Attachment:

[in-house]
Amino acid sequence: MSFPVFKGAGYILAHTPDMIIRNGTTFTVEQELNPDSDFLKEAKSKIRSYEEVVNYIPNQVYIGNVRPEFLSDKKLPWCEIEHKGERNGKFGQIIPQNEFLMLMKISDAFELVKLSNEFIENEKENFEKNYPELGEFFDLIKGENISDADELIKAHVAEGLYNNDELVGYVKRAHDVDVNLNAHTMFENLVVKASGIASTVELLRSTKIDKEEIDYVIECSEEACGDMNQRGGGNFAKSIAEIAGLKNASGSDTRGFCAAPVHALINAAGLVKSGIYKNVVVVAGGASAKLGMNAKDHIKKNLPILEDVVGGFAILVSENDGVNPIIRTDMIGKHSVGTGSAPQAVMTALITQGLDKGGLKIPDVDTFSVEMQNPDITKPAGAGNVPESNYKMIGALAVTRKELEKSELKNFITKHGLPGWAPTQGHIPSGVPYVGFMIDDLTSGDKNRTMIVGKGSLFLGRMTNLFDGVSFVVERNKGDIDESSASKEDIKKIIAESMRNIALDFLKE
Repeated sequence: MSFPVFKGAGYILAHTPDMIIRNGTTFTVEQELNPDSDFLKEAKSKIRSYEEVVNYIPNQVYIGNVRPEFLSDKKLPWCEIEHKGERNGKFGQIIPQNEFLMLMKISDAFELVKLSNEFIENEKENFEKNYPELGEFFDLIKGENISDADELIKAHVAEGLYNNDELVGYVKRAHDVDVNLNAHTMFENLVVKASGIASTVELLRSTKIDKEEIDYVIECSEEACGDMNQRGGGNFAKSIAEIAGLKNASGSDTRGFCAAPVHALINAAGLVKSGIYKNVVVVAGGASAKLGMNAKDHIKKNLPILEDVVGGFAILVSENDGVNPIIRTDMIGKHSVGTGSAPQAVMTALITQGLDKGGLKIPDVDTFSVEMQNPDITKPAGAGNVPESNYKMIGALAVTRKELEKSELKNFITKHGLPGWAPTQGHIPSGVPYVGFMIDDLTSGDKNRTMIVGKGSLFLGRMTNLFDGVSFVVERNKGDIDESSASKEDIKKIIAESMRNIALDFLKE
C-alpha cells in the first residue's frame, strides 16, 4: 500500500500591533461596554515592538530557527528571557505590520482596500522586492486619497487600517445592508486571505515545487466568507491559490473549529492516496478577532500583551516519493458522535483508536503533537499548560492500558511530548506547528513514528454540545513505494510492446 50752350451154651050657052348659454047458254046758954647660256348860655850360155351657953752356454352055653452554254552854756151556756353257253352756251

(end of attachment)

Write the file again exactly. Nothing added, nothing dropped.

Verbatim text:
[in-house]
Amino acid sequence: MSFPVFKGAGYILAHTPDMIIRNGTTFTVEQELNPDSDFLKEAKSKIRSYEEVVNYIPNQVYIGNVRPEFLSDKKLPWCEIEHKGERNGKFGQIIPQNEFLMLMKISDAFELVKLSNEFIENEKENFEKNYPELGEFFDLIKGENISDADELIKAHVAEGLYNNDELVGYVKRAHDVDVNLNAHTMFENLVVKASGIASTVELLRSTKIDKEEIDYVIECSEEACGDMNQRGGGNFAKSIAEIAGLKNASGSDTRGFCAAPVHALINAAGLVKSGIYKNVVVVAGGASAKLGMNAKDHIKKNLPILEDVVGGFAILVSENDGVNPIIRTDMIGKHSVGTGSAPQAVMTALITQGLDKGGLKIPDVDTFSVEMQNPDITKPAGAGNVPESNYKMIGALAVTRKELEKSELKNFITKHGLPGWAPTQGHIPSGVPYVGFMIDDLTSGDKNRTMIVGKGSLFLGRMTNLFDGVSFVVERNKGDIDESSASKEDIKKIIAESMRNIALDFLKE
Repeated sequence: MSFPVFKGAGYILAHTPDMIIRNGTTFTVEQELNPDSDFLKEAKSKIRSYEEVVNYIPNQVYIGNVRPEFLSDKKLPWCEIEHKGERNGKFGQIIPQNEFLMLMKISDAFELVKLSNEFIENEKENFEKNYPELGEFFDLIKGENISDADELIKAHVAEGLYNNDELVGYVKRAHDVDVNLNAHTMFENLVVKASGIASTVELLRSTKIDKEEIDYVIECSEEACGDMNQRGGGNFAKSIAEIAGLKNASGSDTRGFCAAPVHALINAAGLVKSGIYKNVVVVAGGASAKLGMNAKDHIKKNLPILEDVVGGFAILVSENDGVNPIIRTDMIGKHSVGTGSAPQAVMTALITQGLDKGGLKIPDVDTFSVEMQNPDITKPAGAGNVPESNYKMIGALAVTRKELEKSELKNFITKHGLPGWAPTQGHIPSGVPYVGFMIDDLTSGDKNRTMIVGKGSLFLGRMTNLFDGVSFVVERNKGDIDESSASKEDIKKIIAESMRNIALDFLKE
C-alpha cells in the first residue's frame, strides 16, 4: 500500500500591533461596554515592538530557527528571557505590520482596500522586492486619497487600517445592508486571505515545487466568507491559490473549529492516496478577532500583551516519493458522535483508536503533537499548560492500558511530548506547528513514528454540545513505494510492446 50752350451154651050657052348659454047458254046758954647660256348860655850360155351657953752356454352055653452554254552854756151556756353257253352756251